This is a brief summary of a long report on the rates of growth of outputs, inputs, and factor productivities in the United States, Canada, United Kingdom, Germany, and Japan in the post-war period, for the countries as a whole and for major economic sectors. Like many empirical studies, this paper shows numerous scars from battling statistical data: frequent use of the “n.a.” abbreviation, insufficient disaggregation (particularly for Germany), heavy reliance on ingenuity in bridging statistical gaps, and finally a rather weak conceptual framework chosen under duress. For all these reasons, the reader is urged to take our findings with a good dose of salt. Space does not permit us to discuss the numerous qualifications, sources, and statistical procedures.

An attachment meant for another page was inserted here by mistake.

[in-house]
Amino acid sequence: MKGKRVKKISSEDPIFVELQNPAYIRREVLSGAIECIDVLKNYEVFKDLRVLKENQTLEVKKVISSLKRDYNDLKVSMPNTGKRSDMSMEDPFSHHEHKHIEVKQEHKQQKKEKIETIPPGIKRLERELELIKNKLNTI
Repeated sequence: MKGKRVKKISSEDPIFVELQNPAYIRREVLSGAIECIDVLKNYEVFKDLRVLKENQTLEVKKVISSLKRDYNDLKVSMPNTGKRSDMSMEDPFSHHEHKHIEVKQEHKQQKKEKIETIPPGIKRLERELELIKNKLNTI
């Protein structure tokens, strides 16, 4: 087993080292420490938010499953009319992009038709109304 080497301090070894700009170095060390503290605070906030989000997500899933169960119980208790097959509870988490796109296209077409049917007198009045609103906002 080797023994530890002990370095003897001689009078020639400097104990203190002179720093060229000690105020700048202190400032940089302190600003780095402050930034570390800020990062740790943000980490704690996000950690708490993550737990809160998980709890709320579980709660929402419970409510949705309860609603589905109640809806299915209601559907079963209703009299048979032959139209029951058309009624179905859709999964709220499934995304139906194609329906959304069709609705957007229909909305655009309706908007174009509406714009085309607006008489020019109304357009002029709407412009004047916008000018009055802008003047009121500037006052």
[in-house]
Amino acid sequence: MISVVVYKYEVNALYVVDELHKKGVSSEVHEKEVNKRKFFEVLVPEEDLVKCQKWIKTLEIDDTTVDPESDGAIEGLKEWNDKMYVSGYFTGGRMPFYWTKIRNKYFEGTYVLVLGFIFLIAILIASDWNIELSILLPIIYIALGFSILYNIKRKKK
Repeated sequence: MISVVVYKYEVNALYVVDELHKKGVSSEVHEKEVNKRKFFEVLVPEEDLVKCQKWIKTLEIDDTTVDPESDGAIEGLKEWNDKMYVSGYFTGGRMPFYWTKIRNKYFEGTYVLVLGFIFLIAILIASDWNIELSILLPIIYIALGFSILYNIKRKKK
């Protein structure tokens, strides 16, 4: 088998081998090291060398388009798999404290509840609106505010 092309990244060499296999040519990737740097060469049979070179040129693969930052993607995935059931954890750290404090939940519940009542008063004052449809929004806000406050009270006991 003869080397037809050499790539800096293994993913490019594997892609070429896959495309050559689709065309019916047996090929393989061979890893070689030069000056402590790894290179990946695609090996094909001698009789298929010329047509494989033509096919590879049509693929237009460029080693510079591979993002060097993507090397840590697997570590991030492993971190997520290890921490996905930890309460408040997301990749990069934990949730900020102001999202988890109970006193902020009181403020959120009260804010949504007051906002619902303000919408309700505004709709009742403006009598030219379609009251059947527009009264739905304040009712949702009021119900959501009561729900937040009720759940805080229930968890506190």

Since there exists a large literature on the methodology of such studies, we can be brief here. On the whole, we have used the Kendrick method in obtaining what he calls the “Index of Total Factor Productivity” and what is called here the “Residual,” as well as in measuring specific factor productivities, with the following major modifications: (1) the outputs (in their several variants) are expressed gross rather than net of depreciation; (2) labor input is aggregated without being weighted by the average wage of each industry, as Kendrick did; (3) imports (when present) are treated as inputs. Much as we wanted to deviate from Kendrick and to include materials among the inputs (in the several sectors), lack of data forced us to follow him in subtracting material inputs from both sides of the production equation and to express output as value added (in constant prices).